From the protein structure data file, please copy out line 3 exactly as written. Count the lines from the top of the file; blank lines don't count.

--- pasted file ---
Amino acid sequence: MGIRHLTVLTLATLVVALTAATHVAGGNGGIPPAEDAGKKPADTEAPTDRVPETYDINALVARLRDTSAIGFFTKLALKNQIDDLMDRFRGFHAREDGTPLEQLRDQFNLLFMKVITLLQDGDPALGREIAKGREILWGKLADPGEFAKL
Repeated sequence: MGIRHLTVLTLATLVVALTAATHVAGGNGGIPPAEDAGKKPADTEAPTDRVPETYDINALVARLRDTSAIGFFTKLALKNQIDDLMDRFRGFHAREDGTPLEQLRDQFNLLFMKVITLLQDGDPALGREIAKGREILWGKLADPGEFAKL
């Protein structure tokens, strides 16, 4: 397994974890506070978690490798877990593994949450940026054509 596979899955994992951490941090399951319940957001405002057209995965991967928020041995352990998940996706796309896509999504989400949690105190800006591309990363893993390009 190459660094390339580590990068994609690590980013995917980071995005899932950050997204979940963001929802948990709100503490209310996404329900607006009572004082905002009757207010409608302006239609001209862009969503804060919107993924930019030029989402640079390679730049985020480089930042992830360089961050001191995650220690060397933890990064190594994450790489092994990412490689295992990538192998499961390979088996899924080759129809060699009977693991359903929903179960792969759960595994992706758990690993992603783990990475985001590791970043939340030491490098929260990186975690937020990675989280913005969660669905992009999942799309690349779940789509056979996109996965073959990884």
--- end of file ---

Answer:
């Protein structure tokens, strides 16, 4: 397994974890506070978690490798877990593994949450940026054509 596979899955994992951490941090399951319940957001405002057209995965991967928020041995352990998940996706796309896509999504989400949690105190800006591309990363893993390009 190459660094390339580590990068994609690590980013995917980071995005899932950050997204979940963001929802948990709100503490209310996404329900607006009572004082905002009757207010409608302006239609001209862009969503804060919107993924930019030029989402640079390679730049985020480089930042992830360089961050001191995650220690060397933890990064190594994450790489092994990412490689295992990538192998499961390979088996899924080759129809060699009977693991359903929903179960792969759960595994992706758990690993992603783990990475985001590791970043939340030491490098929260990186975690937020990675989280913005969660669905992009999942799309690349779940789509056979996109996965073959990884």